A feisty debate in a heated GOP Senate runoff

The political slugfest between Republicans Jack Kingston and David Perdue took a bruising turn Sunday as both U.S. Senate candidates leveled increasingly personal attacks in the sole televised debate for one of the nation’s mostly closely watched GOP runoffs.

Perdue, a former Fortune 500 chief executive, depicted Kingston, a 22-year veteran of congress, as an “out of touch” Washington insider who knowingly took potentially illegal contributions. The Savannah congressman painted Perdue as a gilded executive and an outsider so extreme he’s a renegade.

The debate lasted just 30 minutes, but was the most brutal back-and-forth yet in a bitter nine-week runoff for the right to face Democrat Michelle Nunn in November.

Perdue and Kingston differ more in tone and experience than policy. The outcome of their showdown could help determine control of the U.S. Senate. Republicans need to flip six Democratic seats, and they must hold on to this one, which is being vacated by retiring GOP Sen. Saxby Chambliss of Moultrie. A loss in Georgia would be devastating for the party.

Democrats, meanwhile, are counting on the two Republicans battering each other before the bloodied winner takes on Nunn.

The unprecedented length of the runup to the July 22 runoff has also introduced new challenges for both men, namely two Atlanta Journal-Constitution reports that raise questions about both campaigns. Both figured prominently in the debate, hosted by the Atlanta Press Club and televised on Georgia Public Broadcasting.

Attack and volley

Perdue launched the first attack, questioning Kingston on a report that found the Savannah Republican took potentially illegal contributions funneled through a convicted felon, and that he ignored warnings from a GOP attorney to return the money.

“You need to come clean about this finally. It’s pretty obvious. If you have money and you want to buy a favor or influence, Jack Kingston is open for business,” said Perdue, who suggested the donor, Khalid Satary, sought out Kingston for a reason.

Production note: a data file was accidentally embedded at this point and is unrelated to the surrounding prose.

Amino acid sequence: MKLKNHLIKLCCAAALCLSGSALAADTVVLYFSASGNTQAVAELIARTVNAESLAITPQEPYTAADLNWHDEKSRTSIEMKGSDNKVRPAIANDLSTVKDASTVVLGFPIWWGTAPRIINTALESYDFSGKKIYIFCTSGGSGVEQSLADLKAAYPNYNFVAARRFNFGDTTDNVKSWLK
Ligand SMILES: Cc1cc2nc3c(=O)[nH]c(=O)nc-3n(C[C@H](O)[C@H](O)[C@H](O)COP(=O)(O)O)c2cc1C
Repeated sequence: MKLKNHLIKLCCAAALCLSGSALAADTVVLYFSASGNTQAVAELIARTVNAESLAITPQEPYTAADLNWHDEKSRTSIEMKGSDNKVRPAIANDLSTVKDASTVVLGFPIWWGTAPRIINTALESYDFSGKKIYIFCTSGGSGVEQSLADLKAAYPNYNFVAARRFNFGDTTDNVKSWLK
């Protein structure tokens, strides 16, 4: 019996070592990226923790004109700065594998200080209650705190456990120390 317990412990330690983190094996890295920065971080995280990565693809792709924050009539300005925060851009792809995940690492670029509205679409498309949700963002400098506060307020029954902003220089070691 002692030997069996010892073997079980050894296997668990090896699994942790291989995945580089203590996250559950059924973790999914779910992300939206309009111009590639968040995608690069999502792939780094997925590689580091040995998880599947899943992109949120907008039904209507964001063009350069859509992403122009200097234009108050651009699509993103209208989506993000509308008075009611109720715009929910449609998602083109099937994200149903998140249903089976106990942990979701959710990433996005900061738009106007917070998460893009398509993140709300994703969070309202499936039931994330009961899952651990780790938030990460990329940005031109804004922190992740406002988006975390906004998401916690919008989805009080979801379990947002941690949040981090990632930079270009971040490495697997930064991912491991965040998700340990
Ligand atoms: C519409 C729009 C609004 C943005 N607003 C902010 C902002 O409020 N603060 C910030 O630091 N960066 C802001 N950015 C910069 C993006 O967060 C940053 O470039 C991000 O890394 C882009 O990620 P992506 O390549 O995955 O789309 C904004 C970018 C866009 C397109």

Kingston said an ongoing federal investigation into the donations is “about him (Satary) and not about us” and that his campaign gave back the money voluntarily. After the debate, he said Perdue’s attacks were a measure of his “desperation” and questioned the financiers of his opponent’s super PACs.

The Savannah Republican rebutted by summoning up another AJC report that found that a trucking company Perdue co-owned hauled cargo while the candidate was on the Georgia Ports Authority board making key decisions on the port's operations.

Kingston called it a “sweetheart, insider appointment” by Perdue’s cousin, the former Gov. Sonny Perdue, and intoned that his opponent was trying to bolster his own bottom line.

“Are we to believe you did that, and your trucking company did not benefit from that select position?” prodded Kingston, who later read a conflict-of-interest disclosure that Perdue did not initially sign until queries about the issue.

Perdue said “there’s absolutely nothing” to the complaint. He said it’s part of a wider campaign by Kingston and his most prominent supporters, many of whom are elected GOP officials, to discredit him.

One of the testier moments came minutes later when Kingston talked of spending most of his adult life pushing conservative causes. What, then, was Perdue doing?

“I was creating thousands of jobs in the real world,” came his quick reply.

Dredging up a port fight

The Kingston-Perdue battle had mostly played out in the airwaves until recent weeks, but both men have stepped up their in-person campaigning - and attacks - in the closing days of the race.

Perdue was the top vote-getter among seven Republican candidates in the May 20 primary, but Kingston has since sought to knit together a coalition of rank-and-file Republican leaders and tea party types. Polls showed Kingston with an early lead, although some have Perdue closing in.

The two squabbled over fresh ground on Sunday, slamming each other for delays in Georgia’s decades-long effort to deepen Savannah’s port. The push to deepen the port has long been Kingston’s top legislative priority. State officials are confident the dredging can begin this year.

“You’ve been trying 17 years to deepen this port five feet,” said Perdue, adding: “This is an economic engine down there. In the real world, you would have been fired for that kind of performance. And now here you are wanting a promotion. Folks, that’s what’s wrong with career politicians.”

Kingston hit back, saying that Perdue failed to lobby in Washington for the deepening while on the ports board. The reason, he said, is “you were making money off your appointment rather than trying to help us get this port deepened.”

An eye on November

Both candidates signaled they had an eye on a November matchup against Nunn, whose well-financed campaign is also expected to have a tide of outside money at its back.

Kingston said Perdue, who was little-known in GOP circles before he announced his candidacy last year, could betray voters once in Washington.

“President Obama ran as an outsider,” he said. “Do you really know what you’re getting with David Perdue?”

Perdue said after the debate that his opponent’s questionable donations could hurt the GOP’s chances of beating Nunn.

“This scandal is going to come out in the general election,” he said. “Trust me.”